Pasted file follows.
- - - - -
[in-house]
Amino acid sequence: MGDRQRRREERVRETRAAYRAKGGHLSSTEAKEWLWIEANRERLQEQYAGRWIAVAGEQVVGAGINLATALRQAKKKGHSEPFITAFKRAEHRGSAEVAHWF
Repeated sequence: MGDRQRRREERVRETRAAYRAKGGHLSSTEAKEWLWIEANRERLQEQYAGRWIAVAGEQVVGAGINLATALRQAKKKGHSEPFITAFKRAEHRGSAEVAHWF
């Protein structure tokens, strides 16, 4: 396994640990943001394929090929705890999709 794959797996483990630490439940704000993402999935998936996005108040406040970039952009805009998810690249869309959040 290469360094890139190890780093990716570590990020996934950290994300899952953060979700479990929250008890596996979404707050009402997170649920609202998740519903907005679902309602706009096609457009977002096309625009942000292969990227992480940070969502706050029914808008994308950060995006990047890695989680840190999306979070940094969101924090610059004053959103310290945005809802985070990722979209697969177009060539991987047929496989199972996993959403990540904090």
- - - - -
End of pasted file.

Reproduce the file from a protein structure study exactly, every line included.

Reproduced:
[in-house]
Amino acid sequence: MGDRQRRREERVRETRAAYRAKGGHLSSTEAKEWLWIEANRERLQEQYAGRWIAVAGEQVVGAGINLATALRQAKKKGHSEPFITAFKRAEHRGSAEVAHWF
Repeated sequence: MGDRQRRREERVRETRAAYRAKGGHLSSTEAKEWLWIEANRERLQEQYAGRWIAVAGEQVVGAGINLATALRQAKKKGHSEPFITAFKRAEHRGSAEVAHWF
């Protein structure tokens, strides 16, 4: 396994640990943001394929090929705890999709 794959797996483990630490439940704000993402999935998936996005108040406040970039952009805009998810690249869309959040 290469360094890139190890780093990716570590990020996934950290994300899952953060979700479990929250008890596996979404707050009402997170649920609202998740519903907005679902309602706009096609457009977002096309625009942000292969990227992480940070969502706050029914808008994308950060995006990047890695989680840190999306979070940094969101924090610059004053959103310290945005809802985070990722979209697969177009060539991987047929496989199972996993959403990540904090």